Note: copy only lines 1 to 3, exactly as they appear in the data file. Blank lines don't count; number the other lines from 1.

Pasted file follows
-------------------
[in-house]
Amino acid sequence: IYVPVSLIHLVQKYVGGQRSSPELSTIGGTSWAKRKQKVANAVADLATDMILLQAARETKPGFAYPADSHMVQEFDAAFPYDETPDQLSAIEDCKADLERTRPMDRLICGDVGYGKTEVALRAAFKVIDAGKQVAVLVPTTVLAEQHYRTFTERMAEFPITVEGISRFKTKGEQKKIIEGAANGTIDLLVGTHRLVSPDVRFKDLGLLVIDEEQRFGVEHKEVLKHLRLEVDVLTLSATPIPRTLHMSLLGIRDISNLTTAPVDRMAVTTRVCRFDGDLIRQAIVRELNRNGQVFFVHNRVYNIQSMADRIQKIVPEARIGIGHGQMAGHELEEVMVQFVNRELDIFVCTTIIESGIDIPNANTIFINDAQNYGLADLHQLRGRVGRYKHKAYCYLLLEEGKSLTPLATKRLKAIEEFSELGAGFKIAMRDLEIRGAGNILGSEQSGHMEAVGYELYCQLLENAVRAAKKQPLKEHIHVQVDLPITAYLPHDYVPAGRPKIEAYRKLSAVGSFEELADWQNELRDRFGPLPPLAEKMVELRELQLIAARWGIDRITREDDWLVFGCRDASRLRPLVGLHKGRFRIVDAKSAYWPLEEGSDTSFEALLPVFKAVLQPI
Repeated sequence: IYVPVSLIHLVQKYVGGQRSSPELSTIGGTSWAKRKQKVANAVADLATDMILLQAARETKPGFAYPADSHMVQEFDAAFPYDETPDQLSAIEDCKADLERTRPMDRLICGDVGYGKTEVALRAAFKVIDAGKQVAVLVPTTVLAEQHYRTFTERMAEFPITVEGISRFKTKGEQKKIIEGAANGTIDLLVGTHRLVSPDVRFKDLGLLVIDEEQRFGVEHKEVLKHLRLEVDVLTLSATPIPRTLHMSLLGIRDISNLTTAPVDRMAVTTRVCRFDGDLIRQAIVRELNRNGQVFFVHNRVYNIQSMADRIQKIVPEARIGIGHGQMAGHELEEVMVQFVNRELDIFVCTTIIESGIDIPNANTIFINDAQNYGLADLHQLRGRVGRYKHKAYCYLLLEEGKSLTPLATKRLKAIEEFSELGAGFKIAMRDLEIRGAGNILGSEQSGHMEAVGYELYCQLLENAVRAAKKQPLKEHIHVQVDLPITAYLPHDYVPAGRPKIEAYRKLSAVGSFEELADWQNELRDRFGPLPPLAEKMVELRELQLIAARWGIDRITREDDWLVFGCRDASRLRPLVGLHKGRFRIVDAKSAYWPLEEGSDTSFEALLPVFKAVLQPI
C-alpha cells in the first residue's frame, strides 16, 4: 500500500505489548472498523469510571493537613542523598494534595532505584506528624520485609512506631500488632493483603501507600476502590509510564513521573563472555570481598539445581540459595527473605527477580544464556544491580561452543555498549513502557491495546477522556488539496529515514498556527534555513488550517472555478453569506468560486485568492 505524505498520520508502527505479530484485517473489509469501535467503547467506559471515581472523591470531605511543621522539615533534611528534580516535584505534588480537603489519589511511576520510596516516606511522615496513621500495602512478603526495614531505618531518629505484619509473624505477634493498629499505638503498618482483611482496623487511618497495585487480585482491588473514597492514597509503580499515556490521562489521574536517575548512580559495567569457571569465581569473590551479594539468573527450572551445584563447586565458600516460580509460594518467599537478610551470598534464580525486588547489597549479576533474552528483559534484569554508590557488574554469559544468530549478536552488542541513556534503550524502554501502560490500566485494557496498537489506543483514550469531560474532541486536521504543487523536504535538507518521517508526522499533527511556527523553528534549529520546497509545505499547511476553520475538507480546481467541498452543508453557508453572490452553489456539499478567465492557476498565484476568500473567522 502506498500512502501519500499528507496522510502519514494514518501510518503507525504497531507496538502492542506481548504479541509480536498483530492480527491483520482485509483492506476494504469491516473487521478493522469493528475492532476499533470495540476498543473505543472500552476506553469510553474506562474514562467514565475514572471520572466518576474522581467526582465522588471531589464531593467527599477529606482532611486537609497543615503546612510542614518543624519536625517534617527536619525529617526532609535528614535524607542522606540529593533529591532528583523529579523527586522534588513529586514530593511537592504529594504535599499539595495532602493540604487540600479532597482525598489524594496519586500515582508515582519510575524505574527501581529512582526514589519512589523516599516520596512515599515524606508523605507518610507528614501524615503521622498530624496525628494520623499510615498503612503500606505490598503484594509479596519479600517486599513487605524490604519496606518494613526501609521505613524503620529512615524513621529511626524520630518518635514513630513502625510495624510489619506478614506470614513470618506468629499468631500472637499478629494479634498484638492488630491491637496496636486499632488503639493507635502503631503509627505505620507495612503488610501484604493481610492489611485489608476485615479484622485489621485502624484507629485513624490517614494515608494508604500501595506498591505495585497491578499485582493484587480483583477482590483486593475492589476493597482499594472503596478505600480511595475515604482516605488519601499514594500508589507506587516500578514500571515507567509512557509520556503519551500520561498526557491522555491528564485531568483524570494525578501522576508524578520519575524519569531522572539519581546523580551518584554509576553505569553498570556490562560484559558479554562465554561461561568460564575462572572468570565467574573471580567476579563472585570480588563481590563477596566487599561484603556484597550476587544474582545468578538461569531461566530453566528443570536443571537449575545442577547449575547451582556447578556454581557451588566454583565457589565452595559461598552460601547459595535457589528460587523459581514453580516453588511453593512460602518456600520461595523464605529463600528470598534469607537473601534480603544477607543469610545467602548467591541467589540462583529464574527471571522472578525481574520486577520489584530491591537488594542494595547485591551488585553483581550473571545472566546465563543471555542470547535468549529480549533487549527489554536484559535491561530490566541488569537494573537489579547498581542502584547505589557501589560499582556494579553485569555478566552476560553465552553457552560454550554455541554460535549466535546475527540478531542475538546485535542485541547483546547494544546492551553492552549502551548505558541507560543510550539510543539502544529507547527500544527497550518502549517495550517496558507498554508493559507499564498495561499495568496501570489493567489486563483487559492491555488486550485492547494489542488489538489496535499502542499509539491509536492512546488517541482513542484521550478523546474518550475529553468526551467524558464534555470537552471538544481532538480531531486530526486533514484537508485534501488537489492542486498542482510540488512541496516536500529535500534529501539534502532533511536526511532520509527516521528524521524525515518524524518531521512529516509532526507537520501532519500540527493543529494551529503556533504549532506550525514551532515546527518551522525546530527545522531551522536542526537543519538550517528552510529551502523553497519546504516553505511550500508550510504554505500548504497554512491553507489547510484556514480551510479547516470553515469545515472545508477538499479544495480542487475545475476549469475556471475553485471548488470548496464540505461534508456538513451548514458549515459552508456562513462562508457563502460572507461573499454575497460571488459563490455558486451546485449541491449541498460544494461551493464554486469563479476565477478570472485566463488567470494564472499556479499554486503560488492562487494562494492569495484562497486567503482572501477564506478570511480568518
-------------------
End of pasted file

[in-house]
Amino acid sequence: IYVPVSLIHLVQKYVGGQRSSPELSTIGGTSWAKRKQKVANAVADLATDMILLQAARETKPGFAYPADSHMVQEFDAAFPYDETPDQLSAIEDCKADLERTRPMDRLICGDVGYGKTEVALRAAFKVIDAGKQVAVLVPTTVLAEQHYRTFTERMAEFPITVEGISRFKTKGEQKKIIEGAANGTIDLLVGTHRLVSPDVRFKDLGLLVIDEEQRFGVEHKEVLKHLRLEVDVLTLSATPIPRTLHMSLLGIRDISNLTTAPVDRMAVTTRVCRFDGDLIRQAIVRELNRNGQVFFVHNRVYNIQSMADRIQKIVPEARIGIGHGQMAGHELEEVMVQFVNRELDIFVCTTIIESGIDIPNANTIFINDAQNYGLADLHQLRGRVGRYKHKAYCYLLLEEGKSLTPLATKRLKAIEEFSELGAGFKIAMRDLEIRGAGNILGSEQSGHMEAVGYELYCQLLENAVRAAKKQPLKEHIHVQVDLPITAYLPHDYVPAGRPKIEAYRKLSAVGSFEELADWQNELRDRFGPLPPLAEKMVELRELQLIAARWGIDRITREDDWLVFGCRDASRLRPLVGLHKGRFRIVDAKSAYWPLEEGSDTSFEALLPVFKAVLQPI
Repeated sequence: IYVPVSLIHLVQKYVGGQRSSPELSTIGGTSWAKRKQKVANAVADLATDMILLQAARETKPGFAYPADSHMVQEFDAAFPYDETPDQLSAIEDCKADLERTRPMDRLICGDVGYGKTEVALRAAFKVIDAGKQVAVLVPTTVLAEQHYRTFTERMAEFPITVEGISRFKTKGEQKKIIEGAANGTIDLLVGTHRLVSPDVRFKDLGLLVIDEEQRFGVEHKEVLKHLRLEVDVLTLSATPIPRTLHMSLLGIRDISNLTTAPVDRMAVTTRVCRFDGDLIRQAIVRELNRNGQVFFVHNRVYNIQSMADRIQKIVPEARIGIGHGQMAGHELEEVMVQFVNRELDIFVCTTIIESGIDIPNANTIFINDAQNYGLADLHQLRGRVGRYKHKAYCYLLLEEGKSLTPLATKRLKAIEEFSELGAGFKIAMRDLEIRGAGNILGSEQSGHMEAVGYELYCQLLENAVRAAKKQPLKEHIHVQVDLPITAYLPHDYVPAGRPKIEAYRKLSAVGSFEELADWQNELRDRFGPLPPLAEKMVELRELQLIAARWGIDRITREDDWLVFGCRDASRLRPLVGLHKGRFRIVDAKSAYWPLEEGSDTSFEALLPVFKAVLQPI